A hot topic that is profoundly affecting the geospatial industry is the concept of deep learning and machine learning.
Many organisations are developing methods to apply deep learning, expose algorithms to allow experimentation with classifiers, or trying to gain insights from mining big data.
It's a relatively new way of performing geospatial data analysis and any advantages that can be gained from predictive analysis means less down time, fewer costly repairs, and a faster path to results.
Often, the data we work with doesn't always come from an overhead sensor, such as satellite or aerial data. What if we need to work with data on a surface and we are scanning to the side or vertically overhead? Or both?
The challenge that we accept is how to start analysing this type of data and perform machine learning on it, without a traditional geospatial context.
In countries with advanced imagery capabilities and geospatial technologies, such as Australia, people are asking these difficult questions.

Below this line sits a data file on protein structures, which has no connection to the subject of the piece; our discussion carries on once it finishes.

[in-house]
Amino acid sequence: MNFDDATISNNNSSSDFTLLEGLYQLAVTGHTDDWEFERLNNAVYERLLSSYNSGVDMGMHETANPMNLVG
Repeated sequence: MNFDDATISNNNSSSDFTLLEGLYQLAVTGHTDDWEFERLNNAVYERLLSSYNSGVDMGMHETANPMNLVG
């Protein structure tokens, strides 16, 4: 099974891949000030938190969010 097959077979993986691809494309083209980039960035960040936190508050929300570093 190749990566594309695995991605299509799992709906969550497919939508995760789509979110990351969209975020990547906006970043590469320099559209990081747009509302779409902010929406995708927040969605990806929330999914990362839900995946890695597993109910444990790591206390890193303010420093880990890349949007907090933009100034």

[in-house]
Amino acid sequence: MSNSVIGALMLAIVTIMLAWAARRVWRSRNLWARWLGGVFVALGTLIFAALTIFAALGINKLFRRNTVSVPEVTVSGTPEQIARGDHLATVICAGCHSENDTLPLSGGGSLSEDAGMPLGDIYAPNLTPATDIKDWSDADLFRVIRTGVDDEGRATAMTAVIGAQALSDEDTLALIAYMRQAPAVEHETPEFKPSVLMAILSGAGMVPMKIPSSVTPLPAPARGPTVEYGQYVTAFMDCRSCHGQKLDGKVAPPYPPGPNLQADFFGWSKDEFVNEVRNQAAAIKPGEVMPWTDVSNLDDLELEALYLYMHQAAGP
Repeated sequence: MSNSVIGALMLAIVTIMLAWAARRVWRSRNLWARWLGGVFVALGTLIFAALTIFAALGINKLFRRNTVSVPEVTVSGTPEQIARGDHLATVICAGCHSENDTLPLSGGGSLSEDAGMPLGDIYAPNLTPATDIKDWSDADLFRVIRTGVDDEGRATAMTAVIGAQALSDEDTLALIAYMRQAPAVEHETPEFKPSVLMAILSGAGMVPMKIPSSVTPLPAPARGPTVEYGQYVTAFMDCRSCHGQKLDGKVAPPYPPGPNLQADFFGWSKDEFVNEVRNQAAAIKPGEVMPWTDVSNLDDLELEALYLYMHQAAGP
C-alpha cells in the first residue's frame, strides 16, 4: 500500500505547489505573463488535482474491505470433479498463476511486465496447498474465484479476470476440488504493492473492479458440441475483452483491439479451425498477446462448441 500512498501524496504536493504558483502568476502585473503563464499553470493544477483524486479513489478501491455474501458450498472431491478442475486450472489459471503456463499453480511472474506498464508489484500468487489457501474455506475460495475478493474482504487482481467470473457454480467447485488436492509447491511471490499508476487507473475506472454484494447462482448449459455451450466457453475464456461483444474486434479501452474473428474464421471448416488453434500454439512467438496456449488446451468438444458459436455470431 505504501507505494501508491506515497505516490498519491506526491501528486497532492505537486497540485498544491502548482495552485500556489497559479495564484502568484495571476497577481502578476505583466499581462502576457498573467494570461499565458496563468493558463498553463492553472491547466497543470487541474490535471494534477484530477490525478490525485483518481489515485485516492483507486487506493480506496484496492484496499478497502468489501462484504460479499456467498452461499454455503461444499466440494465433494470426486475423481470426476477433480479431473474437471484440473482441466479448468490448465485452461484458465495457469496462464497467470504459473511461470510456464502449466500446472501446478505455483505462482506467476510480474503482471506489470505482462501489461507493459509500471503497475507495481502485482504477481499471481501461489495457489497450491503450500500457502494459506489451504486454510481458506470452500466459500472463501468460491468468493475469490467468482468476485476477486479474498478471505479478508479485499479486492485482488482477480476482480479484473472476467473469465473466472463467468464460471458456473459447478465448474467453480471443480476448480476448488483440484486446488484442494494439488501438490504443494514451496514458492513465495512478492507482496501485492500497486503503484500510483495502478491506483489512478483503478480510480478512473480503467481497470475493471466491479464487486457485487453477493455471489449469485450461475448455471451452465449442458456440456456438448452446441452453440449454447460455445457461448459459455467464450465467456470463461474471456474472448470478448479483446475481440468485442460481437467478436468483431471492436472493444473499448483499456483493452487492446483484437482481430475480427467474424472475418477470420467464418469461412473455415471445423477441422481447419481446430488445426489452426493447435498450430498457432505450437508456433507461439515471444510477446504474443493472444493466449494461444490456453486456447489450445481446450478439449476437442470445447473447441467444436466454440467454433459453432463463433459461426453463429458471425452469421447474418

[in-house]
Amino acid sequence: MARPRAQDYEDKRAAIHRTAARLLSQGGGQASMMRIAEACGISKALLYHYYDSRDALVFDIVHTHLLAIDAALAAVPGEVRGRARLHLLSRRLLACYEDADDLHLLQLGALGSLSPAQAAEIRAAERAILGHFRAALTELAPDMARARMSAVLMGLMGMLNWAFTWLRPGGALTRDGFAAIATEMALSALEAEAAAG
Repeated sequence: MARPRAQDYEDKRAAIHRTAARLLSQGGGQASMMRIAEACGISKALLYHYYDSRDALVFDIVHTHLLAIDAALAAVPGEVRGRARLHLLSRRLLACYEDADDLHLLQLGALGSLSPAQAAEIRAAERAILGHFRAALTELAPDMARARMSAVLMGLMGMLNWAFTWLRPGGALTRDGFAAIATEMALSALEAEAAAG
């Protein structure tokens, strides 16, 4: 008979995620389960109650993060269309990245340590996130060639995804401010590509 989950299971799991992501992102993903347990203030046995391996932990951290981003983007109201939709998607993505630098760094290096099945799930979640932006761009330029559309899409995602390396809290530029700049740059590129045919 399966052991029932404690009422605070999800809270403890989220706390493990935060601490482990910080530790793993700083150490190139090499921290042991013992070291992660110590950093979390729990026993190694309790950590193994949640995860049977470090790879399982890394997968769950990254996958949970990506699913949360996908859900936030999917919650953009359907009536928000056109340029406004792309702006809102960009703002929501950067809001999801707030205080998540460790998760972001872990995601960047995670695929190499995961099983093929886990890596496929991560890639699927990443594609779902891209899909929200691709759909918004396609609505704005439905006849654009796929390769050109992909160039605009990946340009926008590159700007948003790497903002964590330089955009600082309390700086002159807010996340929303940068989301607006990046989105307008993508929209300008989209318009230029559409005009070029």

One question that I've seen come up a few times now is related to our machine learning capabilities and applying these techniques to various types of sheet metal, such as ship building yards or wind turbine inspections.
Both of these types of structures are very complex and need experts to appropriately capture, organise, and analyse the imagery.
We have been developing and implementing machine learning solutions to solve real world problems like this, working with all types of data, whether it’s satellite imagery, aerial data, photographs taken from smart phones or photographs from a mounted camera or sensor.
Through this, we bring imagery expertise and deep learning to projects. One example is for wind turbine inspections, where we can discern damage that requires repair, instead of damage that doesn’t need to be repaired, from bird strikes, for example. This saves time and cost for the asset owners, ensuring that essential maintenance is accurately identified and prioritised.
This solution can be repeatedly applied to produce correct damage assessment accuracies of greater than 95%. I see this technology successfully answering the same questions for organisations across Australia – given the land mass, the inaccessibility of some structures, or the sheer physical size of some assets, such as large ships and energy infrastructure.
Through our understanding of deep learning and machine learning, we can apply these techniques and bring solutions to use technology to overcome the challenges of geographic reach and accurate imagery analysis.
About the author
Asia Pacific Regional Manager